UK government warned parliament cannot vote a third time on same Brexit deal
House of Commons Speaker John Bercow says the motion could not be voted on a third time unless significant changes were made to the agreement
British Prime Minister Theresa May could face an uphill battle to take her Brexit deal back to the House of Commons after Speaker John Bercow signalled he would block a third vote.
Mr Bercow, the arbiter of parliamentary rules, said on Monday that the motion could not be voted on a third time unless significant changes were made to the agreement.
Mrs May said last week that she would put her Brexit deal to a vote again after it was defeated for a second time in parliament.
But in a surprise statement to the Commons, Mr Bercow said: "If the government wishes to bring forward a new proposition that is neither the same, nor substantially the same as that disposed of by the House on March 12, this would be entirely in order."
Solicitor General Robert Buckland hinted the government might try to get around the ruling by dissolving the current parliamentary session and starting again.
Calling the speaker "interventionist", Mr Buckland said there were "ways around this".
Earlier on Monday, a Downing Street spokesman said the government would not commit to another vote on the deal unless it had a chance of success.
Mrs May met her Northern Irish allies, the Democratic Unionist Party, at the weekend to try to secure their backing for the deal.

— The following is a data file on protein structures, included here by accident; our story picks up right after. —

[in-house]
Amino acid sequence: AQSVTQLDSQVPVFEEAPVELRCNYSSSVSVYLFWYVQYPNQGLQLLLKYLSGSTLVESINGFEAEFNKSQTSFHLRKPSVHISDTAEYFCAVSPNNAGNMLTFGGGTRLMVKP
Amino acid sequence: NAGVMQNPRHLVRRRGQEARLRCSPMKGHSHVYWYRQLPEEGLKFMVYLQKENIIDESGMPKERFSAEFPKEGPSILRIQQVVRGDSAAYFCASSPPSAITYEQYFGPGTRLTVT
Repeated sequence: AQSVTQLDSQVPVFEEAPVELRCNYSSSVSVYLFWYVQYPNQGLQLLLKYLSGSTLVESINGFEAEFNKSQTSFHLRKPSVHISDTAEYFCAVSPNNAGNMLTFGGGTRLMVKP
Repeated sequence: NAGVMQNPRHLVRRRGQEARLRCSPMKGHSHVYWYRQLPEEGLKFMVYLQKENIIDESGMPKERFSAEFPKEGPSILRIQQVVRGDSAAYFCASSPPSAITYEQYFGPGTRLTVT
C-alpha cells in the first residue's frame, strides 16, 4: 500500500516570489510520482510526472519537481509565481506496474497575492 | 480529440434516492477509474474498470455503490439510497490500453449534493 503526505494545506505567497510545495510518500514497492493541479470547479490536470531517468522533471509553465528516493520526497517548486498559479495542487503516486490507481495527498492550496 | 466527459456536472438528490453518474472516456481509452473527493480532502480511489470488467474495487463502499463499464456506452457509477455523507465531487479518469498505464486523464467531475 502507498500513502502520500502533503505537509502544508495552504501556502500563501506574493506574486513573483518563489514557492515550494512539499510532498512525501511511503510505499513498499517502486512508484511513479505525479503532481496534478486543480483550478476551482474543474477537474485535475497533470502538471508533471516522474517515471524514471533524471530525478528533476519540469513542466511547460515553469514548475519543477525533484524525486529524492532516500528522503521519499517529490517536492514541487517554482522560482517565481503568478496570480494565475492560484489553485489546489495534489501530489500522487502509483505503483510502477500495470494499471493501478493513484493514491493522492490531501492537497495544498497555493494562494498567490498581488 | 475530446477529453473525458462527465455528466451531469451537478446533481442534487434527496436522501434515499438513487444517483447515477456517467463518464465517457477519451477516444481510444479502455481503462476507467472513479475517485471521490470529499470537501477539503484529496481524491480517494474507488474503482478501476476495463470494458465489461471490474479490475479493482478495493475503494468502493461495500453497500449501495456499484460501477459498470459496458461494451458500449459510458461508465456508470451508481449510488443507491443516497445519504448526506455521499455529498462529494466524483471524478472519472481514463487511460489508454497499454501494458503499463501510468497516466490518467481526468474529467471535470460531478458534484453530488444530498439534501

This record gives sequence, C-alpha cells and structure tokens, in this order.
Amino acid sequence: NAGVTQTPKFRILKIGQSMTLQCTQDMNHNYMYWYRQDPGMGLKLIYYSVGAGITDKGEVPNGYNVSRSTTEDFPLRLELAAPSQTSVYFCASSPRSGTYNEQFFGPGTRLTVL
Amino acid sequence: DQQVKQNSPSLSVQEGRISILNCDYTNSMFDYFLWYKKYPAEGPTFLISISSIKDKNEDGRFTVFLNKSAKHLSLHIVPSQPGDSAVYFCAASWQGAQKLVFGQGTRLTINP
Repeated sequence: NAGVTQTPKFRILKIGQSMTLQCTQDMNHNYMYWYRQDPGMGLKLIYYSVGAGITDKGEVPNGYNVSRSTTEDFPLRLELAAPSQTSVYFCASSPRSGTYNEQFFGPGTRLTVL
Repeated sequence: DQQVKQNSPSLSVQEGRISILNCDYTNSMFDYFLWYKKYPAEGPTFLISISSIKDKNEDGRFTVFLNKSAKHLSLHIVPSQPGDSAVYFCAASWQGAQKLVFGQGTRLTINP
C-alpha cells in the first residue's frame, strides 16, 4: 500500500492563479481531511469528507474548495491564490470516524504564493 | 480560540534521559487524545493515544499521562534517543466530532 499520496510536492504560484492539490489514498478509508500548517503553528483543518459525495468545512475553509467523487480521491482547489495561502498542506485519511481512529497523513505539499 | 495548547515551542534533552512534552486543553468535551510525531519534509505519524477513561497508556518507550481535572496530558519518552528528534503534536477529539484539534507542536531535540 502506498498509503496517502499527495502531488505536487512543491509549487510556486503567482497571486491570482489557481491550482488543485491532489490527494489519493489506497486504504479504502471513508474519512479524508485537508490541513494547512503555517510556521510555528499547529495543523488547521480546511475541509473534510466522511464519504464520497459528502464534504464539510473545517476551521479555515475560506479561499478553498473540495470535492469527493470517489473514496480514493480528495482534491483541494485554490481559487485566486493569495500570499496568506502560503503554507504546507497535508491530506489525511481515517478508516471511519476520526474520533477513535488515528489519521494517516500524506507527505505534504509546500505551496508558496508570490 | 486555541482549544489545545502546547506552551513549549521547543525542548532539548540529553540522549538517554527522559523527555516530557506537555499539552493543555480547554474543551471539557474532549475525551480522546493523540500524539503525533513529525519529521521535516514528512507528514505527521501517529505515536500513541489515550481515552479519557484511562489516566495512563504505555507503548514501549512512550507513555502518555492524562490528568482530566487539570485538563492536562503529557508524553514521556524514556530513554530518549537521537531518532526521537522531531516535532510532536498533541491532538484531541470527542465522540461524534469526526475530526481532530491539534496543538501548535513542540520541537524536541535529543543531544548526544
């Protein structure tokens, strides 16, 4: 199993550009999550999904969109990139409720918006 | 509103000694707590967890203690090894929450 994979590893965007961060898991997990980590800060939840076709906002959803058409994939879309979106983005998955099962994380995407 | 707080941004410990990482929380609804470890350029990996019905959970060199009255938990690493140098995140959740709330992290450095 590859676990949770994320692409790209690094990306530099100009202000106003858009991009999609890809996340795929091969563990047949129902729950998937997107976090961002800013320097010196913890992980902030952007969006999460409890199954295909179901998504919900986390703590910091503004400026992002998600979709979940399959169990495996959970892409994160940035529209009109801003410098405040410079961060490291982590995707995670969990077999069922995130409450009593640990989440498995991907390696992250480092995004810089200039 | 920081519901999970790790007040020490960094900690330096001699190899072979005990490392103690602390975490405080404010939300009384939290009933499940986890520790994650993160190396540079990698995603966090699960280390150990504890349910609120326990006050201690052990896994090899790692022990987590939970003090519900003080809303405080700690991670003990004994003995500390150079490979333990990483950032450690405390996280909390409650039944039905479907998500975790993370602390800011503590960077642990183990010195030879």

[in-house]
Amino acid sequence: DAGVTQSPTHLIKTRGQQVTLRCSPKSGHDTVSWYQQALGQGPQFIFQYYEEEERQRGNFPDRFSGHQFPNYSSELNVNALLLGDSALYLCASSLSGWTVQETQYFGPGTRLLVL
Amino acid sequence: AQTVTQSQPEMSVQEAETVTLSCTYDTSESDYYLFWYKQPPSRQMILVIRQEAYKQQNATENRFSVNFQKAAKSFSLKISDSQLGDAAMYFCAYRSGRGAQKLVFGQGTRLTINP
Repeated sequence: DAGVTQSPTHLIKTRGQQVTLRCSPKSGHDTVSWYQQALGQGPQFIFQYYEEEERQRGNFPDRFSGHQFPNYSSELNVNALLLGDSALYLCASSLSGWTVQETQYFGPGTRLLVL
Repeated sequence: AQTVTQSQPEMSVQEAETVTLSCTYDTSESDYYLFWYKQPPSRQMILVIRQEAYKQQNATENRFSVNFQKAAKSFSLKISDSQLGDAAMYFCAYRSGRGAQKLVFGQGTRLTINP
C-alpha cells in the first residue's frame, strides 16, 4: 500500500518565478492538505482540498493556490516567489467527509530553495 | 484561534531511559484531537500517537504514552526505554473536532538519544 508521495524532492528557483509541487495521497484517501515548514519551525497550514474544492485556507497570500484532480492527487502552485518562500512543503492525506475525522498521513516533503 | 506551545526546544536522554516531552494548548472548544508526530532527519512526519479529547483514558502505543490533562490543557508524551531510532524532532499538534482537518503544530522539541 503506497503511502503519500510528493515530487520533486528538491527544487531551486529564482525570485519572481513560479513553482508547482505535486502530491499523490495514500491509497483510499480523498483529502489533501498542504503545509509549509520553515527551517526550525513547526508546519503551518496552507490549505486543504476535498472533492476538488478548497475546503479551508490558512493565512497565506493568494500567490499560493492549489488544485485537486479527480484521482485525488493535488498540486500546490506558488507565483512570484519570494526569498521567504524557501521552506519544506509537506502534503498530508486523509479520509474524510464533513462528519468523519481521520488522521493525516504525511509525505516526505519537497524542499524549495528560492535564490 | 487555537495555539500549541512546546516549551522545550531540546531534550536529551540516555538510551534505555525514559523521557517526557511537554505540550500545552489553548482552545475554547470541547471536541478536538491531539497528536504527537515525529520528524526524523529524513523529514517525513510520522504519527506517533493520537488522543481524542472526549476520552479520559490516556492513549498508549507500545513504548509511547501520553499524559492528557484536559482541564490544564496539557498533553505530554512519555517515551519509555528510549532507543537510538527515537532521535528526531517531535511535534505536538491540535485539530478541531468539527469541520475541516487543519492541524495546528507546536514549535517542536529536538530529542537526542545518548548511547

She seemed to have been supported by the leader of the pro-Brexit European Research Group, Jacob Rees-Mogg, who said that the "bad deal" secured by Mrs May would be preferable to staying in the EU.
But on the same day 23 other Brexiteers from the Conservative Party signed a letter to the Daily Telegraph pledging never to accept the deal, preferring to leave the world's largest trading bloc without an agreement.
Meanwhile, British Trade Minister Liam Fox said on Monday that the UK had agreed to trade agreements with Iceland and Norway in the event of a no-deal Brexit.
The UK wants about 40 EU trade deals before its departure from the bloc, so that current conditions can continue.
In February, it signed similar trade agreements with Liechtenstein and with Switzerland, which is not an EU member but is part of the bloc's single market.
Last week, a majority of parliamentarians voted to reject leaving the EU with no-deal under any circumstances, and to delay the scheduled departure date of March 29.
But any extension of Article 50 must be agreed to by all 27 EU member states.
Updated: March 19, 2019 08:47 AM